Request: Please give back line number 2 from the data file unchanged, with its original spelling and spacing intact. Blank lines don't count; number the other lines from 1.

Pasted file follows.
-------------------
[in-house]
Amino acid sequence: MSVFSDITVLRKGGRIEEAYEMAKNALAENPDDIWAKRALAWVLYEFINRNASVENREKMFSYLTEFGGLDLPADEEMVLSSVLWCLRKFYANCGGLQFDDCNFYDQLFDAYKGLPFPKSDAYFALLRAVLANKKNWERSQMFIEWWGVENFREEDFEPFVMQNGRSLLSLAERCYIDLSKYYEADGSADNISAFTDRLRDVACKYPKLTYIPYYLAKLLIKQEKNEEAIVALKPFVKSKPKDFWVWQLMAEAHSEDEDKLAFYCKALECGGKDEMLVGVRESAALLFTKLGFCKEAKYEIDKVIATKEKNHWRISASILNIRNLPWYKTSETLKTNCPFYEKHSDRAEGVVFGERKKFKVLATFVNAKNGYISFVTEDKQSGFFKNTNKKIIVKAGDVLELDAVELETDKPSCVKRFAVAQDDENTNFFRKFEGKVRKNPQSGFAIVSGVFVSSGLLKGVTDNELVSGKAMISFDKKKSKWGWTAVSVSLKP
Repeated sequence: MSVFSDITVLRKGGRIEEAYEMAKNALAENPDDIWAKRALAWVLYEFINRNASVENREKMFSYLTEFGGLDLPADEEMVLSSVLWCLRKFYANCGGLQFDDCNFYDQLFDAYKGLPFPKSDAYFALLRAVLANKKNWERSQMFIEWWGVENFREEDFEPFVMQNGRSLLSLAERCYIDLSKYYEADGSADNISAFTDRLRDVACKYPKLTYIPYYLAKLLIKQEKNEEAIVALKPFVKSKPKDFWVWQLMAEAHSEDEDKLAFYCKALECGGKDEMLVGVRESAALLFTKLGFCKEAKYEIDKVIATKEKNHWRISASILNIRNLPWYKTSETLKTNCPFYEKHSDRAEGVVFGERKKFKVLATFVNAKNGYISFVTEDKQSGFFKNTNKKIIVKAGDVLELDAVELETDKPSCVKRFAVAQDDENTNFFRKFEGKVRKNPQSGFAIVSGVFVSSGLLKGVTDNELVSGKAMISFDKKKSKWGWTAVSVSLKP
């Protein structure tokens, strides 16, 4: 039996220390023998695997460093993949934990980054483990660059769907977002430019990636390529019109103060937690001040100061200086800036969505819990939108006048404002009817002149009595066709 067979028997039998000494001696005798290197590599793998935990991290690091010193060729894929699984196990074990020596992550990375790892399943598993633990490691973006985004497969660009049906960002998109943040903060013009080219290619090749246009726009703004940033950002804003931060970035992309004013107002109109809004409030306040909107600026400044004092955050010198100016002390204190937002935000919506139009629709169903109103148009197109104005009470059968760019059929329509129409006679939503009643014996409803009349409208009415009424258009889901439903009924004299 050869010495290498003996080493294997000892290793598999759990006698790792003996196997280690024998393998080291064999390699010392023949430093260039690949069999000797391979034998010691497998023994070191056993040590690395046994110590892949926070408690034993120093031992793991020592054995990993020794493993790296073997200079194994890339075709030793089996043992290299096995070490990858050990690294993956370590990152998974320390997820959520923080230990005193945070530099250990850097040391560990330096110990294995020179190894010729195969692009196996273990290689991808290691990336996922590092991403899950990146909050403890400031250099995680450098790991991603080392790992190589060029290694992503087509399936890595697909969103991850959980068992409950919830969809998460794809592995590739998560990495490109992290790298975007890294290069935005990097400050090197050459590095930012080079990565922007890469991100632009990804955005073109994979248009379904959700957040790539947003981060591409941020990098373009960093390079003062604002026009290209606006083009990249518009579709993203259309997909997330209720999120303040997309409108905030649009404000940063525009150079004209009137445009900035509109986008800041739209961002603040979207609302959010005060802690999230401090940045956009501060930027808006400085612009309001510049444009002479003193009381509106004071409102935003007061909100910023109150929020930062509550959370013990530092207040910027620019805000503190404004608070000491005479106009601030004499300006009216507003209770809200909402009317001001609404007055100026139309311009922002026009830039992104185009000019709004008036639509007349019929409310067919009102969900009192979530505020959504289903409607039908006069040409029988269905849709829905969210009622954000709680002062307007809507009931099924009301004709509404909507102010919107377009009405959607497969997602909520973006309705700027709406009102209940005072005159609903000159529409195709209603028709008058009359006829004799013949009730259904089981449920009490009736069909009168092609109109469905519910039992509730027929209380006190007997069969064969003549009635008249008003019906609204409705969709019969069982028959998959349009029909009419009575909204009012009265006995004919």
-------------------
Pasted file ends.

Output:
Amino acid sequence: MSVFSDITVLRKGGRIEEAYEMAKNALAENPDDIWAKRALAWVLYEFINRNASVENREKMFSYLTEFGGLDLPADEEMVLSSVLWCLRKFYANCGGLQFDDCNFYDQLFDAYKGLPFPKSDAYFALLRAVLANKKNWERSQMFIEWWGVENFREEDFEPFVMQNGRSLLSLAERCYIDLSKYYEADGSADNISAFTDRLRDVACKYPKLTYIPYYLAKLLIKQEKNEEAIVALKPFVKSKPKDFWVWQLMAEAHSEDEDKLAFYCKALECGGKDEMLVGVRESAALLFTKLGFCKEAKYEIDKVIATKEKNHWRISASILNIRNLPWYKTSETLKTNCPFYEKHSDRAEGVVFGERKKFKVLATFVNAKNGYISFVTEDKQSGFFKNTNKKIIVKAGDVLELDAVELETDKPSCVKRFAVAQDDENTNFFRKFEGKVRKNPQSGFAIVSGVFVSSGLLKGVTDNELVSGKAMISFDKKKSKWGWTAVSVSLKP